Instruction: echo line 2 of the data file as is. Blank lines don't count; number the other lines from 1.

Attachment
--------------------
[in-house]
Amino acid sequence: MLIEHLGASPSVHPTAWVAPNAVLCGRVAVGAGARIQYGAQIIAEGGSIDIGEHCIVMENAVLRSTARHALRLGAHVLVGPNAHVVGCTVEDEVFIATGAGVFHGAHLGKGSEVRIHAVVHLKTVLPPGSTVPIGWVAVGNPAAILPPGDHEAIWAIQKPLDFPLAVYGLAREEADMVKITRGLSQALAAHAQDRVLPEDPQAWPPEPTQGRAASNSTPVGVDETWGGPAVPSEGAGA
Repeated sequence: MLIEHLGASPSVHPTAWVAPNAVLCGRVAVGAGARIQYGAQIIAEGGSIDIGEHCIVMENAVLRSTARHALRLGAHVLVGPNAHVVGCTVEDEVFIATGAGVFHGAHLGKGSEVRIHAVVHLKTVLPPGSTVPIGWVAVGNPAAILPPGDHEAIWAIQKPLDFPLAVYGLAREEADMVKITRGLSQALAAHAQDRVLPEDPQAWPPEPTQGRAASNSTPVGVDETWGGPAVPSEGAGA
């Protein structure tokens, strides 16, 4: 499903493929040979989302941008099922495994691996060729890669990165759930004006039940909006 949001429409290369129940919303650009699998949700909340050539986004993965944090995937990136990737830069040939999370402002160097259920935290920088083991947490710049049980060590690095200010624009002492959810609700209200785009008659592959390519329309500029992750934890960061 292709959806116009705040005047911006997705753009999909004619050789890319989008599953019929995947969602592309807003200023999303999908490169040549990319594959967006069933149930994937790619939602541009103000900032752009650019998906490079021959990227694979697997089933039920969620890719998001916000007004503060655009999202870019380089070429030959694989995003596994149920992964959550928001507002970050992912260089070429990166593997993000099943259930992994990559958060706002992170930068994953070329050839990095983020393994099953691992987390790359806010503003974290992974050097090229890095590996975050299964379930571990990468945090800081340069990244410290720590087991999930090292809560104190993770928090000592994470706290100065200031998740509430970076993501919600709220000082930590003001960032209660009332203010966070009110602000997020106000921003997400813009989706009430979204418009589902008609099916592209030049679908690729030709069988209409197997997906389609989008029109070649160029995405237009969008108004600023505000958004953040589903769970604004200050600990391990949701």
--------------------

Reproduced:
Amino acid sequence: MLIEHLGASPSVHPTAWVAPNAVLCGRVAVGAGARIQYGAQIIAEGGSIDIGEHCIVMENAVLRSTARHALRLGAHVLVGPNAHVVGCTVEDEVFIATGAGVFHGAHLGKGSEVRIHAVVHLKTVLPPGSTVPIGWVAVGNPAAILPPGDHEAIWAIQKPLDFPLAVYGLAREEADMVKITRGLSQALAAHAQDRVLPEDPQAWPPEPTQGRAASNSTPVGVDETWGGPAVPSEGAGA